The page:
Speaking of preference for digital downloads, now is where I point out, broken record that it is, that none of the major publishers are offering a real alternative to illegal torrents for anyone who prefers the digital format, especially for current releases. Marvel has stated their DCU subscription model will feature books at least 6 months old. Sliding over to Direct2Download.com, the Top Cow material doesn't seem to be particularly current.

While you can make it a little harder for the downloader to find torrents (if they know what a torrent is, it's not like its going to be that hard), you're not going to stop the demand for the torrents through legal channels alone. Until somebody offers a current, or close to current, paid or subscription-based download, this market remains one that publishers have chosen not to tap, and they should not expect torrent-activity to go down in any way, shape or form. There simply is no alternative provided, and even the record industry has figured out that's a bad proposition. Expect this story to have legs for the next year, as Marvel, in particular, now has a vested interest in combating torrents, and DC won't want to look like a luddite forever.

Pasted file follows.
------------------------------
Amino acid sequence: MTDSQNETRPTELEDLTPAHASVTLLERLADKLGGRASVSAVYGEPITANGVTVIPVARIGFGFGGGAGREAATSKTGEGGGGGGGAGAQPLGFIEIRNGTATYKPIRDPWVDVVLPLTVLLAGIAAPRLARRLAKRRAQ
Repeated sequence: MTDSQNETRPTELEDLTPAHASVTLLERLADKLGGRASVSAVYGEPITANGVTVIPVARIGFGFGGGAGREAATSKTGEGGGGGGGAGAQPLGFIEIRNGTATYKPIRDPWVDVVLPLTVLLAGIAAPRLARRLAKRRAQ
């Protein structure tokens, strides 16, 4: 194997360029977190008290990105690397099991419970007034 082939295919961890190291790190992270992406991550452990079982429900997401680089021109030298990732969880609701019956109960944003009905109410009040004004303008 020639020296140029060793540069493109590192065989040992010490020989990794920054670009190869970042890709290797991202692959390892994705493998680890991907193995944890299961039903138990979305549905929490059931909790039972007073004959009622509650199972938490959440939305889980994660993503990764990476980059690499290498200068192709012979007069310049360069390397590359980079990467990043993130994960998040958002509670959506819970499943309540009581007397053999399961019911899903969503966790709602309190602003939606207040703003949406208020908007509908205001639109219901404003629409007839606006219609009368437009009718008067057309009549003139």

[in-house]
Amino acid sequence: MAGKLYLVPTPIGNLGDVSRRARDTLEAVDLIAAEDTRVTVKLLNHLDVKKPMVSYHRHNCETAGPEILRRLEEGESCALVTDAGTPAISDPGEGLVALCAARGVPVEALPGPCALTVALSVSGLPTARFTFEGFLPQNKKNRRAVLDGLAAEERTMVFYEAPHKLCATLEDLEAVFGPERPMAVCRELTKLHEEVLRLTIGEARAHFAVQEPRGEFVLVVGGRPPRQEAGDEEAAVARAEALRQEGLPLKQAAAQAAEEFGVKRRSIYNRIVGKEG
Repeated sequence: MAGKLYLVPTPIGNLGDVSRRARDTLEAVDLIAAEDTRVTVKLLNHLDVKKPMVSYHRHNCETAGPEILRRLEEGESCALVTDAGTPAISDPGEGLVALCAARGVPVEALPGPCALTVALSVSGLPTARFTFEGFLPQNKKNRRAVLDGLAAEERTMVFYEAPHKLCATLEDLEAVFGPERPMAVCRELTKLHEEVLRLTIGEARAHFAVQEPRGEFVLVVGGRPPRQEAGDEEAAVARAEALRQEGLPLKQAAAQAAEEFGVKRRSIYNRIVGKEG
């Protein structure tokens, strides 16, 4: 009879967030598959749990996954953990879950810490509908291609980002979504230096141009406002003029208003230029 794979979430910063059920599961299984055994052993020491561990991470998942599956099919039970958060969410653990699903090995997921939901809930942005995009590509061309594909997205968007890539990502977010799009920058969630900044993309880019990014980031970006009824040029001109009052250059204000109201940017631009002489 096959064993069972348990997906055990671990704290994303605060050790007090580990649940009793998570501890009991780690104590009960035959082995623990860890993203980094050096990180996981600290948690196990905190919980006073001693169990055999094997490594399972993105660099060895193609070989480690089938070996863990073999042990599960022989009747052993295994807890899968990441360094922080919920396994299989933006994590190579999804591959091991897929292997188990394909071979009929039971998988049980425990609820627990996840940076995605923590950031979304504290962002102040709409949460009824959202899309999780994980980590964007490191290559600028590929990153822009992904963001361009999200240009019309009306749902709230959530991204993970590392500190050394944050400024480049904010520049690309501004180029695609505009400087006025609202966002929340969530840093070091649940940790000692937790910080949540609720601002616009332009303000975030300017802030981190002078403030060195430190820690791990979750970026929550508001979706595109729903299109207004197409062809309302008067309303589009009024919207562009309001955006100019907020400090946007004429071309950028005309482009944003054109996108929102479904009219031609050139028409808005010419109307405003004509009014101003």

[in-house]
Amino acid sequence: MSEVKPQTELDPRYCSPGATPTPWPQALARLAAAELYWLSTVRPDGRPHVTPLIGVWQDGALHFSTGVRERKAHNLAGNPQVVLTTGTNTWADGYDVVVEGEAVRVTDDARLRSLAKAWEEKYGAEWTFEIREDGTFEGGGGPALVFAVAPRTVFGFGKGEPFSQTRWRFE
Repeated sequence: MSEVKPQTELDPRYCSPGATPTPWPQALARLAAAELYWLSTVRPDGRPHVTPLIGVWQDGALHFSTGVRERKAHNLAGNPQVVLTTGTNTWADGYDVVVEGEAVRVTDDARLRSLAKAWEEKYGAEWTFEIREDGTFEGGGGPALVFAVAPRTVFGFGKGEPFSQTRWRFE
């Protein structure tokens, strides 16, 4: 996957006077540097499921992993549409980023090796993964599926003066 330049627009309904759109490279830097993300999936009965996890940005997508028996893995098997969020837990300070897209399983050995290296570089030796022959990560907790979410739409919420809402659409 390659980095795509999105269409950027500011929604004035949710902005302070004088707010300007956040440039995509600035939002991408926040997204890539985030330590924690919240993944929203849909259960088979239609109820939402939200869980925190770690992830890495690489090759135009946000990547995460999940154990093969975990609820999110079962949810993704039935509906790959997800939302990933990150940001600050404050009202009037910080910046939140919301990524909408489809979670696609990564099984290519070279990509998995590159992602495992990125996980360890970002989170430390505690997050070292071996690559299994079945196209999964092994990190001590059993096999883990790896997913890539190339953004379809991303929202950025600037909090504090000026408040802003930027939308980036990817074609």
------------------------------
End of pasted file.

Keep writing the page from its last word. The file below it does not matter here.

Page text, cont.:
Marvel's Inconsistent Digital Plan

Speaking of Marvel, they've had the DCU (Digital Comics Unlimited – I continue to be amused by the DC dig) up for a couple weeks and its time for a deeper look.

Continuing on the torrent thread, DCU gives Marvel a business imperative to eliminate torrents. While not the driving force that "this week's releases" are, back issue runs and "classic storylines" are a staple of the torrent community, and that's what DCU is: a back-issue site. Marvel would vastly prefer you drop $60 in a lump sum and read all your digital back issues online than download them, and it's not an unreasonable business request from their end.